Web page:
Now, these are just some recommendations in the direct vicinity of the city centre, but going back to the north of Piotrkowska, there's the ever popular Manufaktura complex, which is not only a major shopping and entertainment centre, but the square becomes a lively place in summer with events frequently taking place.

So far, we've given you a quick breakdown of things to see and do if you have a tight schedule, or are perhaps against going too far. Stick to these recommendations and you'll still see a lot of the city. But there's so much more to see, especially if you have an abundance of time and energy to go for long walks or bike rides – you will be rewarded with a range of cultural and recreational experiences.
Park in 'Zdrowie'. Photo: Radosław Jóźwiak/UMŁ

To the west of the city centre, the area known colloquially as 'Zdrowie' (meaning health) is a large park (officially named 'Park im. Marszałka Józefa Piłsudskiego, after the interwar leader of Poland), which can be reached in 10 mins by bike, or directly by tram no. 7B in 25 mins from the unicorn stables. Here you will find an area of the city which locals like to come to in the warmer months to kick back, relax, and take leisurely strolls or bike rides with their families. The park is nice enough in itself, but there are other attractions here which are a draw for many – there's a Zoo, Botanic Gardens, Aquapark, skate park and rope park for the kids.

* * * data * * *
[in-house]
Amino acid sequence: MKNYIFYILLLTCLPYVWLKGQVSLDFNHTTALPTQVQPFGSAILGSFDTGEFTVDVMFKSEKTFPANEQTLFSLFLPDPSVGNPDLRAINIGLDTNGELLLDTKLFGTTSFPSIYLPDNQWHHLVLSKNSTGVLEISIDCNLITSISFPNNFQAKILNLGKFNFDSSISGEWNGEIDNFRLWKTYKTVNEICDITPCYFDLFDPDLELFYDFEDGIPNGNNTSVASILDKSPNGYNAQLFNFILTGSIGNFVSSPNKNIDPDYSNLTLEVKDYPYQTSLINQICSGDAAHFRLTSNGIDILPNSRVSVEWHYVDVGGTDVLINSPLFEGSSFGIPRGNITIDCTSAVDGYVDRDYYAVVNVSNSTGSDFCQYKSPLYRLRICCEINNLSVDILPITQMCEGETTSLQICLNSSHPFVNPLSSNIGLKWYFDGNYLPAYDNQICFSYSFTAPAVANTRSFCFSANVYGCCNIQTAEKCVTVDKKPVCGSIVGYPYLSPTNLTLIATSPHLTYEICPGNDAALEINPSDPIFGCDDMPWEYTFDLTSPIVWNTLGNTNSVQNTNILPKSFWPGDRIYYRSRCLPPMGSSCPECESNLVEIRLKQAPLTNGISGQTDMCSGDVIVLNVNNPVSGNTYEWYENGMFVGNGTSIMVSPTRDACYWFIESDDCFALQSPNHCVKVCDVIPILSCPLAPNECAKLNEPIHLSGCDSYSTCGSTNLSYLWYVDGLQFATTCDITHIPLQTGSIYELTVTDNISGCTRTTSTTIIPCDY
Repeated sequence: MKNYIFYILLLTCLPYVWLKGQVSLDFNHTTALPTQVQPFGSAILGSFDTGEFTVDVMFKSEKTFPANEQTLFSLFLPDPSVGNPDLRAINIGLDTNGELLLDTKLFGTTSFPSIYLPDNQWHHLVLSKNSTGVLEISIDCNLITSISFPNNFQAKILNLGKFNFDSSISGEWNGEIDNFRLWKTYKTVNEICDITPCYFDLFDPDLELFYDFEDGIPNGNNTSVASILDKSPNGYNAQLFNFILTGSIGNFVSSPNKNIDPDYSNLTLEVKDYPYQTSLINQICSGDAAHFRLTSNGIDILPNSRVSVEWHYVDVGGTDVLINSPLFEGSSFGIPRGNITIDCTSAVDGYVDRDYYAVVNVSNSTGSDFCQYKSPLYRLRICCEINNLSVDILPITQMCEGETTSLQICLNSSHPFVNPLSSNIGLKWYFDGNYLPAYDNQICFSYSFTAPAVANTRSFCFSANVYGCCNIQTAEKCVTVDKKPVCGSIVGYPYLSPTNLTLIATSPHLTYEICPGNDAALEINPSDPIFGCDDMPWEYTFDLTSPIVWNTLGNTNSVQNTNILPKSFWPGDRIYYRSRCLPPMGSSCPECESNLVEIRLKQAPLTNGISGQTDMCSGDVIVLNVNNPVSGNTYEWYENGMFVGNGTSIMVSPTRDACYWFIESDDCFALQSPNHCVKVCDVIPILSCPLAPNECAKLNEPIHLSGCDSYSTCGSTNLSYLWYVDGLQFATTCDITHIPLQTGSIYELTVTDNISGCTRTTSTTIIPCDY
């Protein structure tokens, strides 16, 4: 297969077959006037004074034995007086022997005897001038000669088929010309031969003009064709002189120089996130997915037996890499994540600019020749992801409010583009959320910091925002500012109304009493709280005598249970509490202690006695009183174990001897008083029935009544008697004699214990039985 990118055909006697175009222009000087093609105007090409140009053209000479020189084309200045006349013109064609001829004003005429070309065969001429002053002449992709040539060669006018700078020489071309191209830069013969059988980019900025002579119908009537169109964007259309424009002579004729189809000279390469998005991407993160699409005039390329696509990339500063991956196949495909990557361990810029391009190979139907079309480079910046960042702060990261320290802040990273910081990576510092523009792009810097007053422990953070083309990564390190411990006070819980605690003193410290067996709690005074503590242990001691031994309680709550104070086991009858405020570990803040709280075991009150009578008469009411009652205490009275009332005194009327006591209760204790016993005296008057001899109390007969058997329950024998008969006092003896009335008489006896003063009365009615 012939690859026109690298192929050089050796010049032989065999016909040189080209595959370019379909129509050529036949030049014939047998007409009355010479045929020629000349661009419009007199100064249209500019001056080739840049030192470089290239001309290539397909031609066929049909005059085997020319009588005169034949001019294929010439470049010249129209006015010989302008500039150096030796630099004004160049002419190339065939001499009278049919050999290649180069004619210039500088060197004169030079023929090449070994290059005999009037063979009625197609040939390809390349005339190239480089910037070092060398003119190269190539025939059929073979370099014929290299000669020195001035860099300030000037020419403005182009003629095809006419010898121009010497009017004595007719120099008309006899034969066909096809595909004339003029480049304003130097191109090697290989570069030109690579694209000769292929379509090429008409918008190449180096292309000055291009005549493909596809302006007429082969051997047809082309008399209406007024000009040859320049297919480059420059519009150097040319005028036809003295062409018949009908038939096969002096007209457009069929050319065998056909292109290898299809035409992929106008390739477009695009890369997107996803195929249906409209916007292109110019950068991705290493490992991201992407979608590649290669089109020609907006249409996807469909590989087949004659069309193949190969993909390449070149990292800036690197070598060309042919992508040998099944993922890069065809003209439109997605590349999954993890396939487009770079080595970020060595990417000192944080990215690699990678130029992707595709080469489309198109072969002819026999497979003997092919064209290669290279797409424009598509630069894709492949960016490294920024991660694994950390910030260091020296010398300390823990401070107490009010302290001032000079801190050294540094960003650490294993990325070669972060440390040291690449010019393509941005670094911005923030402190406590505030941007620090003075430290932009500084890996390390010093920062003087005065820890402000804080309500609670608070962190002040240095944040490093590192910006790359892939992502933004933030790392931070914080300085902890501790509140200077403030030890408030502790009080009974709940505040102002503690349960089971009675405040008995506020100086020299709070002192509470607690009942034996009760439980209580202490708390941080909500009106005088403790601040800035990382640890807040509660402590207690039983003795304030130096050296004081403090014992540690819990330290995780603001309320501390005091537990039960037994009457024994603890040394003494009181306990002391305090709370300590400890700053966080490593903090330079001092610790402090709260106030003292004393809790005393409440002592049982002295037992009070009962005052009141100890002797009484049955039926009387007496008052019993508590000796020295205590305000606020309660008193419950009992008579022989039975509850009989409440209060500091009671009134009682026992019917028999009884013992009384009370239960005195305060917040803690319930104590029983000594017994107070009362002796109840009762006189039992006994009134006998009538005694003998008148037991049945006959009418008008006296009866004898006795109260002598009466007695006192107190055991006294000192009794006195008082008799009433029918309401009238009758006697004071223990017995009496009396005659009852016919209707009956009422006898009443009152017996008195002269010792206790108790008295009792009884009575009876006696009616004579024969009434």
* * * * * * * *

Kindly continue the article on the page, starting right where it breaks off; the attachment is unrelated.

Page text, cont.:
For those who have more time, or those who wish to focus entirely on the historical aspect of the city's Jewish past, the northern district of Bałuty is the place to go. Definitely check out our Jewish Łódź section, although our print guide comes complete with a walking tour and map.

Now, it’s time for a bit of a drumroll for what is likely one of our favourite Łódż summertime locations...a forest – Las Łagiewnicki. Yup! As odd as that sounds, it’s what’s there that matters – this is Europe’s largest urban forest park found within city limits. A word of warning though, this is so far north it doesn’t feature on our maps as (depending where you are in the centre) it’s 6-9km away, with the journey to get there taking 20-30mins by bike and 1h 45m on foot - just follow ul. Łagiewnicka until you reach the forest! Whether you wish to go straight there or after the Jewish Łódź walking tour, be prepared to go the distance! Luckily, should you not wish to sweat it out, you’ll be delighted to know there is a direct bus, 85B, from in front of Łódź Fabryczna Train Station at stop ‘Dw. Łódź Fabryczna’ to ‘Arturówek’, a journey time of roughly 30 mins, with buses running every 30-40mins.